One of the beauties of the Torah is its enduring wisdom. Although the document has remained unchanged for millennia, it continues to teach us and guide us in 2020. One could make the argument that there is so much in the world today that the Torah could not have anticipated, and therefore it is of little value in our contemporary world. The authors(s) of the Torah could not have conceived of cellphones, air travel, organ transplantation or perhaps even loving, committed, intimate same-gender relationships. In a way, this is really a side issue. The Torah still has overarching themes that apply in a world that looks so different than the biblical period: building a relationship with God, looking out for others, pursuing justice, seeking peace, and bringing holiness into our lives are just a few of these themes.
There are some parts of the Torah that are clearly antiquated and we may wonder what use they have: the ownership of slaves, animal sacrifices, putting to death a child who will not listen to his parents, etc. When we dig a little deeper, we can try to identify the values that underlie these laws, and many times we find guidance and inspiration. Other times, we remain mystified…and that is okay.
The Torah portion for this week is a double-parasha; Tazria and Metzora are read together. These two portions have been viewed as being in the “antiquated” category. The understanding of medical and scientific phenomena were very limited and the laws regarding what today we might think of as mold, mildew, and a number of skin conditions seem out of date. The laws in the Torah portion represent the ancients’ best understanding of how to deal with conditions that they could not comprehend; they legislated as best they could in the face of mystery.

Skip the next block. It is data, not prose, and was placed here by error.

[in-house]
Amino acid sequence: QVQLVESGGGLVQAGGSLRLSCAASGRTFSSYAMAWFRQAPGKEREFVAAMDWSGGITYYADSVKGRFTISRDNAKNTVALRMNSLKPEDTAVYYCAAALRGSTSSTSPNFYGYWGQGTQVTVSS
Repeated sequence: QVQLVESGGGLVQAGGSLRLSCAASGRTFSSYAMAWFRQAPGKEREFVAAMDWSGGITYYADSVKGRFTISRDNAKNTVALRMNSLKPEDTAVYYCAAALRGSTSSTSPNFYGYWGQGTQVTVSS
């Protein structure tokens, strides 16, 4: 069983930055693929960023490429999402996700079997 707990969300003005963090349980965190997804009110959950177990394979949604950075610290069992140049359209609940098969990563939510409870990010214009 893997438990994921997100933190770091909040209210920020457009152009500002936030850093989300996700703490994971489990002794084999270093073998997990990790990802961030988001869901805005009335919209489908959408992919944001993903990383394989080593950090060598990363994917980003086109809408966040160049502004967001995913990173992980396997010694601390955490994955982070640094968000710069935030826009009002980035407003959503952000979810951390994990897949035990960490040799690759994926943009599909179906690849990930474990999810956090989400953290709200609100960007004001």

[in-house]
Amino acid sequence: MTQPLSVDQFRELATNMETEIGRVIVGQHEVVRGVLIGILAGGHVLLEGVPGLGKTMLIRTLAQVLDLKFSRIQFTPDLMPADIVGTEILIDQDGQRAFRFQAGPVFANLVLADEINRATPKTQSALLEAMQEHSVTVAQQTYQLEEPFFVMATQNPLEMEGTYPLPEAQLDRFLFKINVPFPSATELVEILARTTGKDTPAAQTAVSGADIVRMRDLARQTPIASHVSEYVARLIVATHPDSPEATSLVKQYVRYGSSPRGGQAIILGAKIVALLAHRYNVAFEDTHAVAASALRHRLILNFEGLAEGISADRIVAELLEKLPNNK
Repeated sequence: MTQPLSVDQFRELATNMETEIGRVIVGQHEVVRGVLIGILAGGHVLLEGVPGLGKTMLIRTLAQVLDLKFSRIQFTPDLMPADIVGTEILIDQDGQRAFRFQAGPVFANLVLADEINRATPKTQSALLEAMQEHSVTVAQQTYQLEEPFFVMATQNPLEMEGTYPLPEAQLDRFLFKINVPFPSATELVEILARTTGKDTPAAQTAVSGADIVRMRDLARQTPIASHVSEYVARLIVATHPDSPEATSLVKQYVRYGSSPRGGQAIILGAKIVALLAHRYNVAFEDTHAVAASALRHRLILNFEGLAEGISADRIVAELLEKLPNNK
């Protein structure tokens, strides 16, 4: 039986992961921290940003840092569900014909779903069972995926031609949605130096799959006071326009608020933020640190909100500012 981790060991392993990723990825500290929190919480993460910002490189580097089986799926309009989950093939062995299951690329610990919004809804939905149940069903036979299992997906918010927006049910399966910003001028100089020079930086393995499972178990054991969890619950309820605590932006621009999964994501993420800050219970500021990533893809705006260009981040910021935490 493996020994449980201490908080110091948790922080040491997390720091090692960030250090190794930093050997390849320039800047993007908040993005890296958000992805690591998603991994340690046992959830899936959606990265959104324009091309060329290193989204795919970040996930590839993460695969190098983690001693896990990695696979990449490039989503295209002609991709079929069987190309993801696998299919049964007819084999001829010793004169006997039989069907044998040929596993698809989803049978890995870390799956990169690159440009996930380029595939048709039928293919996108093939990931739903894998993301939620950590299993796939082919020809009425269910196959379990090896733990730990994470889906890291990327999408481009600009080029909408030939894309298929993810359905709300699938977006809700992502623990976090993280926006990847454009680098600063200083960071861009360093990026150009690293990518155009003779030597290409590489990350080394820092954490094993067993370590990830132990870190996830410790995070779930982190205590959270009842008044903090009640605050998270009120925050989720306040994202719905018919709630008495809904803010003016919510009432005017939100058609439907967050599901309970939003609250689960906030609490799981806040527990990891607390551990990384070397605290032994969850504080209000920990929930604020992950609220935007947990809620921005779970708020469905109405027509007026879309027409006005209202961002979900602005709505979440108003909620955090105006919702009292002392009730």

As antiquated as these laws seem, this year they take on a greater significance. We find ourselves close to the situation in which our ancestors found themselves. We are confronted with a disease that we do not fully understand. We do no know how to prevent it; there is no vaccine. We have no 100% effective way to treat it. We are not fully certain how it spreads. So–like the Priests in ancient times–we are doing the best we can to stop the spread and to care for those who are stricken. The similarities between Tzara’at (the skin condition often translated as leprosy) and COVID-19 are striking.
Can we gain any inspiration or guidance from the text of the Torah? The laws tell us that we are not to abandon those who are ill. The Priests had to check on them regularly to see their progress and determine when it was safe for them to return to the community. It was a process that could be quite lengthy. Sound familiar? The Torah tells us that in the face of that which we do not understand we must be cautious. We must always seek to preserve life. Through it all, we must also preserve the dignity of those who are ill. And let’s not overlook that those who were “caregivers” were given a place of esteem in society.
The most repeated commandment in the Torah is to be kind to the stranger because we know what it is like to be strangers ourselves. A text that is thousands of years old speaks to us in modern times–and especially in the age of COVID-19. Its message of love and concern for others is enduring; let the Torah inspire to be better than our fear and selfishness. Let us work to bring holiness and wholeness into God’s Creation.